07 April 2009

It's Tuesday! Time for the Apocalypse!

Several points in defense of the thesis that if the world isn't going to hell, it's not for lack of trying:

1. Members of the Washington Post op-ed staff - not only Bill Kristol, but Anne Applebaum too! - think that getting rid of nuclear weapons is...a waste of time? I won't bother with Kristol. Applebaum:

...there is no evidence that U.S. nuclear arms reductions have ever inspired others to do the same. All of the world's more recent nuclear powers -- Israel, India, Pakistan -- acquired their weapons well after such talks began, more than 40 years ago.

Doesn't this strike you as both simplistic and a little sophistical? Yet even more bewildering:

...nuclear weapons, while terrifying in the abstract, are not an immediate strategic threat to Europe or the United States.

Except if they go off accidentally - or someone gets the wrong idea. Never mind the creeping normalization of the concept of nuclear war in our cultural psyche. To criticize Obama for the most progressive stance on disarmament in the past twenty years seems laughable - as at least some WaPo columnists have pointed out.

2. Maclean's magazine's Andew Potter links to a post by Vancouver writer Terry Glavin inveighing darkly against l'affair Galloway (in case you haven't been following, a variety of perspectives can be found here, here and here). Glavin:

The bigger story...is a kind of defining moment involves a phenomenon that is playing out on the same tectonic scale as the emergence of a distinctly Canadian democratic socialism in the 1930s, the Quiet Revolution in Quebec in the 1960s, and the rise of libertarian prairie populism in the 1990s. As is often the case in such upheavals, journalists are the last to notice.

Something wholly new is emerging in Canada, in all the spaces where the Left used to be, in its activist constituencies, its traditional institutions, and its lexicon. Whatever name you want to give the thing, its noticeable features include a betrayal of progressive internationalism, a pathetic weakness for conspiracy theories, and a routine apologetics for antisemitism and terror. Its outlook is generally parochial, but its global engagements tend to align with fascism’s contemporary Islamist variants, even to the point of objective support for the Taliban.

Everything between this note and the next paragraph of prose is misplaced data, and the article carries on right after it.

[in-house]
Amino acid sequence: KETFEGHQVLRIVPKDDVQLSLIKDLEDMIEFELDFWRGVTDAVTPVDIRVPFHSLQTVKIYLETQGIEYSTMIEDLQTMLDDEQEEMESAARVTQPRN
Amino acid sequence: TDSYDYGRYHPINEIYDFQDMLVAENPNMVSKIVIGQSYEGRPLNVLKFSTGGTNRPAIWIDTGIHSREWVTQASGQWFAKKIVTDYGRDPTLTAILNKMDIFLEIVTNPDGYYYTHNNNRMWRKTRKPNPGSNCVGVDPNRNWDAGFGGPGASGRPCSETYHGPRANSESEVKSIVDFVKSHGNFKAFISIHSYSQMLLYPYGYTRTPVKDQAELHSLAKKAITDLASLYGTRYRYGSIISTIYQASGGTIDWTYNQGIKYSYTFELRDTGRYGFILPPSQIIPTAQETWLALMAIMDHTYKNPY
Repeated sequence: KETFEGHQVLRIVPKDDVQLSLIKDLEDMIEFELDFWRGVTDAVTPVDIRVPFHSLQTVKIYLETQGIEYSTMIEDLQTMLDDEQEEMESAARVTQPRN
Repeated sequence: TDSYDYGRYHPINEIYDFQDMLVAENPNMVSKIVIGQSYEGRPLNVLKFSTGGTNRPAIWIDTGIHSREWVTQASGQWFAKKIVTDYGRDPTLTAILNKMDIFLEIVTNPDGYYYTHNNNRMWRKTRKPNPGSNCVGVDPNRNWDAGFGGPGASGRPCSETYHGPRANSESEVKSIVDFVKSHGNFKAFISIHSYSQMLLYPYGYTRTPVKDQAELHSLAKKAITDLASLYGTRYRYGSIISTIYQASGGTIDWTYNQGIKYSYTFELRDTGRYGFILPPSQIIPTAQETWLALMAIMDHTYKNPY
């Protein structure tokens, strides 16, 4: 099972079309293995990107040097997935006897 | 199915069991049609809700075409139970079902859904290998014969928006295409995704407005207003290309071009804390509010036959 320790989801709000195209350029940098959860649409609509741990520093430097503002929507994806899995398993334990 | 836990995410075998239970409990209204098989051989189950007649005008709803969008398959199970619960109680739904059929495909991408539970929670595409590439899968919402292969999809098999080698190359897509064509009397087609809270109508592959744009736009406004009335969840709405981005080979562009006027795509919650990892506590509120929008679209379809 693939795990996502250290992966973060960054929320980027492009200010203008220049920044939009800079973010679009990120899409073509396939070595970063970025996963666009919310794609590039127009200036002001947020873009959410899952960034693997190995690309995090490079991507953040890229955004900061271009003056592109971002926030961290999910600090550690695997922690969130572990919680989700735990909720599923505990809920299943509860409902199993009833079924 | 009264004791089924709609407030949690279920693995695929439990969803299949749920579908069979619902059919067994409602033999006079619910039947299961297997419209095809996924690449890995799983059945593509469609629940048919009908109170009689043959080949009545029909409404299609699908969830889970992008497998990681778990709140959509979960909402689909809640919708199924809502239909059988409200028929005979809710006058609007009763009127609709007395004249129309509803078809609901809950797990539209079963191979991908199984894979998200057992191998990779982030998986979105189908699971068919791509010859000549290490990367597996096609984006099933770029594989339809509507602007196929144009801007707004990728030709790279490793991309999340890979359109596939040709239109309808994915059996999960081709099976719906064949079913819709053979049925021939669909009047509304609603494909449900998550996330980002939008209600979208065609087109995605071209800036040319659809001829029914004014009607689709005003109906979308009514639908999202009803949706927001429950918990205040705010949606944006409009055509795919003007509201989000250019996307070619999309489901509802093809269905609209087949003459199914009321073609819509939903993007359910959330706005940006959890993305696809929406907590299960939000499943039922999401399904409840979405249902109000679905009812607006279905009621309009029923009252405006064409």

My sense is that Galloway is a smooth-talking, opportunistic rogue who adapts his popular demagogery to suit the times, and isn't worth all the fuss. I don't dismiss Glavin's broader point entirely out of hand because I have first-hand experience of the kind of attitudes he's talking about - when you're dressed down by a high-ranking person in an avowedly progressive student union for defending the free speech rights of a pro-life group (see Voltaire), you get a sense that the left can sometimes be as heedless of the means used to achieve their ends as the right. These particular battles have raged quietly at the University of Toronto and explosively at York U for at least a decade or more.

On the other hand, the very perpetuity of of these disputes makes me less concerned than Glavin that this sort of sea change is endemic on the left, or even exclusive to the left. I wish Glavin would explain what he meant by "a betrayal of progressive internationalism" -hasn't every Canadian government since Trudeau been variously guilty of that particular sin? As for apologists, they're rife it's true, on both sides of the political aisle. But the Quiet Revolution? I don't think so - in fact, cheering or fulminating against George Galloway is as good a recipe for long-term political irrelevance as I can come up with, and doing anything other than dismissing him quickly and neatly is a waste of time.

3. George Monbiot has an eye-popping piece in the Guardian about the criminally disingenuous favoritism inherent in the UK government's private finance initiatives (PFIs) or as we call them in Canada, public-private partnerships (PPPs). For a good Ontario example of what Monbiot's talking about, take a gander at this Auditor General of Ontario report on the construction of the William Osler Health Centre in Brampton - particularly page 113.

4. David Brooks declares philosophy dead.



Terry Glavin said...

It was not for nothing that it ended up being called the Quiet Revolution.



Luke said...

Fair enough, Terry - it's true, I wasn't even a twinkling in my parents' eyes at the time :)

Aldous said...

On the contrary, if the notion of nuclear war has become domesticated it is because societally we have become more familiar with its (il)logic - think of Wargames and more comfortable with the language of deterrence, for better or worse [pdf]. This may be problematic in the sense that we shouldn't be so comfortable thinking about the mass murder of billions, but this problem is also rendered innocuous by the overall incoherence of the notion of "nuclear war." Nobody seriously thinks that we should fight one, that one is winnable, or that we should expect it.

In addition, I do subscribe to the notion that nuclear first-use is quite robustly culturally proscribed [pdf].

This is why I don't lose sleep at night over the possibility of nuclear holocaust. Although I'm glad that others are worried about it, since this is one of the forces that lead towards the inevitable.